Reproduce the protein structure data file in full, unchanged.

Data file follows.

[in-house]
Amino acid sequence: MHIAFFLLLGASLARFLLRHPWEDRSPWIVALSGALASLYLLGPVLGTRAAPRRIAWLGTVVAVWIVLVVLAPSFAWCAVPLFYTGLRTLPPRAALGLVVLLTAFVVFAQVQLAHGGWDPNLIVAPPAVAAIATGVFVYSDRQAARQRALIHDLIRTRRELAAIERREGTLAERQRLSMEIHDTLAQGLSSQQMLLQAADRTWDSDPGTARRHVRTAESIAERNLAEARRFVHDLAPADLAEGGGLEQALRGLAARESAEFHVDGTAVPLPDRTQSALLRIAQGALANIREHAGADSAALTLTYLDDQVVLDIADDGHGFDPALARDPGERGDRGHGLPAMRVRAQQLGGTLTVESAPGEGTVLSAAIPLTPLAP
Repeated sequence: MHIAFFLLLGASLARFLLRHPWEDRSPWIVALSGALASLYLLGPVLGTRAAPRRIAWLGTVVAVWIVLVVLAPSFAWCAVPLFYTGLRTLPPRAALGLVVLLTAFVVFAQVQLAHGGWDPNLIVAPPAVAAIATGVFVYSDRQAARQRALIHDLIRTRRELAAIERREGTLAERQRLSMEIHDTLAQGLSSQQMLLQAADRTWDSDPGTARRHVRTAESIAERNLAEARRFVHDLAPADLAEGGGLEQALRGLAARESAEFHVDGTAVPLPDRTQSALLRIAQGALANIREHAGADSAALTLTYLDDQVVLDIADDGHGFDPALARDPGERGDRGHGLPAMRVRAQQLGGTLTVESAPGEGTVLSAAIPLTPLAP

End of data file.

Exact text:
[in-house]
Amino acid sequence: MHIAFFLLLGASLARFLLRHPWEDRSPWIVALSGALASLYLLGPVLGTRAAPRRIAWLGTVVAVWIVLVVLAPSFAWCAVPLFYTGLRTLPPRAALGLVVLLTAFVVFAQVQLAHGGWDPNLIVAPPAVAAIATGVFVYSDRQAARQRALIHDLIRTRRELAAIERREGTLAERQRLSMEIHDTLAQGLSSQQMLLQAADRTWDSDPGTARRHVRTAESIAERNLAEARRFVHDLAPADLAEGGGLEQALRGLAARESAEFHVDGTAVPLPDRTQSALLRIAQGALANIREHAGADSAALTLTYLDDQVVLDIADDGHGFDPALARDPGERGDRGHGLPAMRVRAQQLGGTLTVESAPGEGTVLSAAIPLTPLAP
Repeated sequence: MHIAFFLLLGASLARFLLRHPWEDRSPWIVALSGALASLYLLGPVLGTRAAPRRIAWLGTVVAVWIVLVVLAPSFAWCAVPLFYTGLRTLPPRAALGLVVLLTAFVVFAQVQLAHGGWDPNLIVAPPAVAAIATGVFVYSDRQAARQRALIHDLIRTRRELAAIERREGTLAERQRLSMEIHDTLAQGLSSQQMLLQAADRTWDSDPGTARRHVRTAESIAERNLAEARRFVHDLAPADLAEGGGLEQALRGLAARESAEFHVDGTAVPLPDRTQSALLRIAQGALANIREHAGADSAALTLTYLDDQVVLDIADDGHGFDPALARDPGERGDRGHGLPAMRVRAQQLGGTLTVESAPGEGTVLSAAIPLTPLAP